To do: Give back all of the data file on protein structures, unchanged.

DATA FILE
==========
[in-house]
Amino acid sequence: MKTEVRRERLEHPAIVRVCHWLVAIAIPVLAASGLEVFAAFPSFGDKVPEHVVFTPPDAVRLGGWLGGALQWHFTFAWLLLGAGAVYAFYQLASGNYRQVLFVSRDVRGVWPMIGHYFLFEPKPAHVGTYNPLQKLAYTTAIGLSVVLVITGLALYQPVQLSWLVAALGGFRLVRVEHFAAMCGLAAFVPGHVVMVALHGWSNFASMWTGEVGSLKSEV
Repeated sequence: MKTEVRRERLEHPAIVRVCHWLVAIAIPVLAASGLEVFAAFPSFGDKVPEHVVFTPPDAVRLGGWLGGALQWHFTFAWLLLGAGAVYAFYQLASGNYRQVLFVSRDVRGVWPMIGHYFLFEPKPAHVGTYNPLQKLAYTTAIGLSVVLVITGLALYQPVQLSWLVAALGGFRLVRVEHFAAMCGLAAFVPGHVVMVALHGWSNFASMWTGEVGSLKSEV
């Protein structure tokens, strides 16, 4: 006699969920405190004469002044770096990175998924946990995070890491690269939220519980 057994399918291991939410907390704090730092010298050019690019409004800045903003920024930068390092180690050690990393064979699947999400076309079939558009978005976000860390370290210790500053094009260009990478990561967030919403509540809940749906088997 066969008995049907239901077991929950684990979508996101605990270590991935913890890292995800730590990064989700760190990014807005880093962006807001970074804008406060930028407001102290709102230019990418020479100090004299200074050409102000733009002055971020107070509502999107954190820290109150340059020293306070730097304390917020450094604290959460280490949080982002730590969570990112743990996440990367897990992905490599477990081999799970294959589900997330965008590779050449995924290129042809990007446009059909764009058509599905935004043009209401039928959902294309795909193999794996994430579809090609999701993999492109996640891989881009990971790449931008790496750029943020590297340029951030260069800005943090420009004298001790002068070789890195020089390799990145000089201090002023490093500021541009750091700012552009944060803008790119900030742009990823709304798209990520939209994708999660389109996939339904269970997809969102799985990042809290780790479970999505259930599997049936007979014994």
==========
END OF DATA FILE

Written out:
[in-house]
Amino acid sequence: MKTEVRRERLEHPAIVRVCHWLVAIAIPVLAASGLEVFAAFPSFGDKVPEHVVFTPPDAVRLGGWLGGALQWHFTFAWLLLGAGAVYAFYQLASGNYRQVLFVSRDVRGVWPMIGHYFLFEPKPAHVGTYNPLQKLAYTTAIGLSVVLVITGLALYQPVQLSWLVAALGGFRLVRVEHFAAMCGLAAFVPGHVVMVALHGWSNFASMWTGEVGSLKSEV
Repeated sequence: MKTEVRRERLEHPAIVRVCHWLVAIAIPVLAASGLEVFAAFPSFGDKVPEHVVFTPPDAVRLGGWLGGALQWHFTFAWLLLGAGAVYAFYQLASGNYRQVLFVSRDVRGVWPMIGHYFLFEPKPAHVGTYNPLQKLAYTTAIGLSVVLVITGLALYQPVQLSWLVAALGGFRLVRVEHFAAMCGLAAFVPGHVVMVALHGWSNFASMWTGEVGSLKSEV
């Protein structure tokens, strides 16, 4: 006699969920405190004469002044770096990175998924946990995070890491690269939220519980 057994399918291991939410907390704090730092010298050019690019409004800045903003920024930068390092180690050690990393064979699947999400076309079939558009978005976000860390370290210790500053094009260009990478990561967030919403509540809940749906088997 066969008995049907239901077991929950684990979508996101605990270590991935913890890292995800730590990064989700760190990014807005880093962006807001970074804008406060930028407001102290709102230019990418020479100090004299200074050409102000733009002055971020107070509502999107954190820290109150340059020293306070730097304390917020450094604290959460280490949080982002730590969570990112743990996440990367897990992905490599477990081999799970294959589900997330965008590779050449995924290129042809990007446009059909764009058509599905935004043009209401039928959902294309795909193999794996994430579809090609999701993999492109996640891989881009990971790449931008790496750029943020590297340029951030260069800005943090420009004298001790002068070789890195020089390799990145000089201090002023490093500021541009750091700012552009944060803008790119900030742009990823709304798209990520939209994708999660389109996939339904269970997809969102799985990042809290780790479970999505259930599997049936007979014994």